The interpretation comes from nothing but the imagination and here lies the source of a poetics of the artful language that is called Kinbaku. A language that is to tell the story of the person in ropes and read by the person tying*****.

 

 

*Problem as understood more in the mathematical sense. A challenge, an interesting, somewhat mystical situation: an epistemic thing.

**Archaeology of personalities – A linguistic approach to erotic rope bondage. 2017.

***What is a Laplacian demon? It is the originally the intellectual creation, the Gedankenexperiment of P.S. Laplace and this creature is gifted or condemned to know the position and momentum of each and every single particle in the universe at a given time. Equipped with that knowledge, it can according to classical mechanics calculate a “complete” history of the universe.

**** Before this idea gets opposed, I can calm the critics by comparing those gaps with the Japanese concept of Kintsugi where cracks in pottery are considered beautiful and are “repaired” with noble materials, so not to hide them.

***** This implicit direction will be subject of my next partial study. Stay tuned.

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From Paris with Love

Illustration by WASP
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About the proper moments in Kinbaku

Within the Osada Ryu, there are some key terms that are of highest importance for a deeper understanding of Kinbaku. Two of them are Ma-ai and Kankyuu. Ma-ai is understood as the proper distance at the proper moment, and Kankyuu as the proper pace and the proper intensity at the proper moment. Thinking about those two terms shall help to understand that tying with somebody always at the same distance and at the same intensity and speed can (in many cases) lead to predictability and hence to boredom. (There are situations where methodical, paced movements are very effective – for example a tie that tightens slowly as it is applied.) Conversely, a constant variation of distance or a variation of the intensity can add an immense scope for people who are engaged in rope bondage – the surprise factor keeps the mind from wandering. These are dependent, though, on the term ‘proper’ – proper distance, intensity, and pace, at the proper moment. While the proper intensity is a little easier to unpack, the proper moment is more elusive, and is the focus of this writing.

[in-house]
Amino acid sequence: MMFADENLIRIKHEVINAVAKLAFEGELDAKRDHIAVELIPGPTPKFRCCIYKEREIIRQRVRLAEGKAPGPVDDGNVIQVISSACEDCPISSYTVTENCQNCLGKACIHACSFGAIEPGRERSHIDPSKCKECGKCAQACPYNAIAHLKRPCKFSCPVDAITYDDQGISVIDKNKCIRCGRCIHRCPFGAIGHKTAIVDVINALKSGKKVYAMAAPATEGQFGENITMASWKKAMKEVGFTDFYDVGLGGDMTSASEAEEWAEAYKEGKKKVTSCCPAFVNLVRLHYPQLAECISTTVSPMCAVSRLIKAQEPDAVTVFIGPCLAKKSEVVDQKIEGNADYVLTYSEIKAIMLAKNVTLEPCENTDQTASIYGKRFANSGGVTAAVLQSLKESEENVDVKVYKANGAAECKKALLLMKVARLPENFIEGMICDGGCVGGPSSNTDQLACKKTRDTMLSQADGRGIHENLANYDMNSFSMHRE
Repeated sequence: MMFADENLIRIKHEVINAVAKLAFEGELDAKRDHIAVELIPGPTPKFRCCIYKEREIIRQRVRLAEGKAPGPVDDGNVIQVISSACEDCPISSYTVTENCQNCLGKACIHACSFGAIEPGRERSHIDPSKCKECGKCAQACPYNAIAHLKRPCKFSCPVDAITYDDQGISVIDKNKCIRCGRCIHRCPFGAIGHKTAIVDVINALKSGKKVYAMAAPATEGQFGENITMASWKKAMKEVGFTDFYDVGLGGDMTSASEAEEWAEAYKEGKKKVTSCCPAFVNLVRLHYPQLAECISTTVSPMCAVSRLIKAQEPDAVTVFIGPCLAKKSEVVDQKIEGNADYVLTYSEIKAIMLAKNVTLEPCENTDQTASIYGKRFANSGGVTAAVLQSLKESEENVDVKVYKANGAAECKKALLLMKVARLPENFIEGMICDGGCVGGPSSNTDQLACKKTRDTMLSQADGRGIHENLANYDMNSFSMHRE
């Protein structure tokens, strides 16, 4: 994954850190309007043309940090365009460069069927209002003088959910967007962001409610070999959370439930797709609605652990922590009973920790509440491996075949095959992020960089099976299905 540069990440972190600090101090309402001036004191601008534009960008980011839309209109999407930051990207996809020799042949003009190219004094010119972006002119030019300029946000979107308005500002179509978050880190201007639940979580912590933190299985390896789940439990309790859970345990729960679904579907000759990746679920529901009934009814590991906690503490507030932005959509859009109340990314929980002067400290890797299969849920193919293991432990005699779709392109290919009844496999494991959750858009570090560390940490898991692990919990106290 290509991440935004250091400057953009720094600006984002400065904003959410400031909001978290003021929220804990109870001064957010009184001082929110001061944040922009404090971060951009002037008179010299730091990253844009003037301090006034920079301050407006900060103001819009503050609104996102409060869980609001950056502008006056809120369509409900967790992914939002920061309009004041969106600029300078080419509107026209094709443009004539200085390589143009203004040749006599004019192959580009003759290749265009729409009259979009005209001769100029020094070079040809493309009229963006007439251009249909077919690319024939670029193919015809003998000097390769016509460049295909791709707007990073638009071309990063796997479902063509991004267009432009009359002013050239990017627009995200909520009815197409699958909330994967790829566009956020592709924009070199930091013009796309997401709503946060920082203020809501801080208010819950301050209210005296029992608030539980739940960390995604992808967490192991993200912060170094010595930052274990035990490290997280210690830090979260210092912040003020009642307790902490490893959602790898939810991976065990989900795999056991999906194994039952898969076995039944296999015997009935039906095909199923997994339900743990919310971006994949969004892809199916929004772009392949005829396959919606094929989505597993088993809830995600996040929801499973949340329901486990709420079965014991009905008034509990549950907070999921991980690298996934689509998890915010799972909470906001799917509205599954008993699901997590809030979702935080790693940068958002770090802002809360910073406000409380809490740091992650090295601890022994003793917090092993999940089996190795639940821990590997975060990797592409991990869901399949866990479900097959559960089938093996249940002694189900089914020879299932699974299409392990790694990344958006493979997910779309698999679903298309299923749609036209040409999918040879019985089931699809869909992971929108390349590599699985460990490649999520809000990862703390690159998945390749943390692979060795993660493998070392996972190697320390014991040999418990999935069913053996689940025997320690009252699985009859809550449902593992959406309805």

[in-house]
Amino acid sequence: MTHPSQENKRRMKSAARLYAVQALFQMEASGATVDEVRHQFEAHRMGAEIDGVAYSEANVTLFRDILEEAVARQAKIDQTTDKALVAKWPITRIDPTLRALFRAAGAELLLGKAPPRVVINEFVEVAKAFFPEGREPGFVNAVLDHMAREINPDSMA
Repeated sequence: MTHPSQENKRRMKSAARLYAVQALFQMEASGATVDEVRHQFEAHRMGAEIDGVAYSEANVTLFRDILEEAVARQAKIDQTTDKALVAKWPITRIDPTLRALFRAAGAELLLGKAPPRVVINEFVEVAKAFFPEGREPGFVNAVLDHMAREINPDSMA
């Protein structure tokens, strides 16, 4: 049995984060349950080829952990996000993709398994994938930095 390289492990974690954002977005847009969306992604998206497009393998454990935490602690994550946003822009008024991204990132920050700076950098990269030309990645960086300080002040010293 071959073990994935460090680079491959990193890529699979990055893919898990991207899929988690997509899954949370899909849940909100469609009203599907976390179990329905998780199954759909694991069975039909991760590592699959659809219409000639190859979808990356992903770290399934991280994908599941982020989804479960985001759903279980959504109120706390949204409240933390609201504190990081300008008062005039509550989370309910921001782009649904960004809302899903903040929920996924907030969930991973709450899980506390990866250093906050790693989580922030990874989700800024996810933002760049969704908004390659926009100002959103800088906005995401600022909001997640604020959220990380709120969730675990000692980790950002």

What is the proper moment? When are the best situations to do something within a Kinbaku scene?

It turns out that the answer to this questions was already basically uncovered in the interview metaphor. A brief and overly simplified review of the interview metaphor (The original idea is published at https://fetlife.com/users/1762060/posts/2762869):

When people tie with each other, the combination of the power relationship and the communication can be seen as an interview within which the tying person is the interviewer and the tied person is the interviewee. The power is on the side of the interviewer, and the information comes from the interviewee. An interview is failed if the interviewer talks all the time, and an interview is also failed as soon as the interviewee takes over and decides the path. Kinbaku scenes are unforeseeable as they are shaped by the moods and questions/answers of the participants.